Every year, the IRS, starved of funds after years of budget cuts, loses hundreds more agents to retirement. And every year, the news gets better for the rich — especially those prone to go bold on their taxes. According to data released by the IRS last week, millionaires in 2018 were about 80% less likely to be audited than they were in 2011.

But poor taxpayers continue to bear the brunt of the IRS’ remaining force. As we reported last year, Americans who receive the earned income tax credit, one of the country’s largest anti-poverty programs, are audited at a higher rate than all but the richest taxpayers. The new data shows that the trend has only grown stronger.

Audits of the rich continue to plunge while those of the poor hold steady, and the two audit rates are converging. Last year, the top 1% of taxpayers by income were audited at a rate of 1.56%. EITC recipients, who typically have annual income under $20,000, were audited at 1.41%.

Part of the reason is ease. Audits of EITC recipients are largely automated and far less complicated.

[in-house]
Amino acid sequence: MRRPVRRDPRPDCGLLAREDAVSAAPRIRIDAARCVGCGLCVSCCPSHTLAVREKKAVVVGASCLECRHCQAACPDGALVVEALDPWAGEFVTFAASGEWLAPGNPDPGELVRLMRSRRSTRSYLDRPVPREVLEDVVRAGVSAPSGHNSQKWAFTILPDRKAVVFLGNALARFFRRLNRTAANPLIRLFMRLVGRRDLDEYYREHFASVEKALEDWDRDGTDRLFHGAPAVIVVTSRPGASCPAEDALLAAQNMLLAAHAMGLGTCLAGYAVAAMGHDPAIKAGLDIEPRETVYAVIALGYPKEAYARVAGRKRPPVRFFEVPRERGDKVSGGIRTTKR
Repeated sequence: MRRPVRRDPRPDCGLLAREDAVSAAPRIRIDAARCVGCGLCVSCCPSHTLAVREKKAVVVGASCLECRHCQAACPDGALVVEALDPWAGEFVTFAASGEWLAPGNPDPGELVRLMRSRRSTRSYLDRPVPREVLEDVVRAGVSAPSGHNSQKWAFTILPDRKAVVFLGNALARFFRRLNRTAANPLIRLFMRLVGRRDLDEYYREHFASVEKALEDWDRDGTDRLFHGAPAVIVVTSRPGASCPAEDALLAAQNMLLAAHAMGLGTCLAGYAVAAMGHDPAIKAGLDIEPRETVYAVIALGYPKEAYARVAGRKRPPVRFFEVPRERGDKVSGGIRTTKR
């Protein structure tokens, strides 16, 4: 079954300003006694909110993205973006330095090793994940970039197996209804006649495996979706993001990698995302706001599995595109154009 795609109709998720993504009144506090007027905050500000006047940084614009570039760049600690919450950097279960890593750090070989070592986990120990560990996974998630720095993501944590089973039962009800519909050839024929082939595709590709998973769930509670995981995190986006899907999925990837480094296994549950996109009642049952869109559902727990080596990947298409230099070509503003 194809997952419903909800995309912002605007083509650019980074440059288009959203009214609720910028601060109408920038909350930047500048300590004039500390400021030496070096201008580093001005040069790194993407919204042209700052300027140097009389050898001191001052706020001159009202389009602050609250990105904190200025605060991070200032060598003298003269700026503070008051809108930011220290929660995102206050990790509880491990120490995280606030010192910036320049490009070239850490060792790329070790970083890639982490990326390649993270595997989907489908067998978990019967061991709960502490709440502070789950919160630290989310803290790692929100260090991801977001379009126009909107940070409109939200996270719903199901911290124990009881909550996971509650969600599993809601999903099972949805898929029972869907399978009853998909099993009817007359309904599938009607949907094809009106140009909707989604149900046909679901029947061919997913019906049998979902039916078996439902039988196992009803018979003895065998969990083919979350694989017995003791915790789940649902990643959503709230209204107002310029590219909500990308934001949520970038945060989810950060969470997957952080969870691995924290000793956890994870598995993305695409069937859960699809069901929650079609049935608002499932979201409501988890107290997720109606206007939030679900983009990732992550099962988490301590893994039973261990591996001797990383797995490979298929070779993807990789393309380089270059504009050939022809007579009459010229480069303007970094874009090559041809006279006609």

“While the wealthy now have an open invitation to cheat, low-income taxpayers are receiving heightened scrutiny because they can be audited far more easily. All it takes is a letter instead of a team of investigators and lawyers,” said Sen. Ron Wyden, D-Ore., the ranking member of the Senate Finance Committee.

“We have two tax systems in this country,” he said, “and nothing illustrates that better than the IRS ignoring wealthy tax cheats while penalizing low-income workers over small mistakes.”

In a statement, IRS spokesman Dean Patterson acknowledged that the sharp decline in audits of the wealthy is due to the agency having lost so many skilled auditors. And he didn’t dispute that pursuing the poor is just easier.

Because EITC audits are largely conducted through the mail by lower-level employees from a central location, they are “less burdensome for taxpayers than in-person audits as they mail in their documentation and don’t have to take time out of the workday,” Patterson said.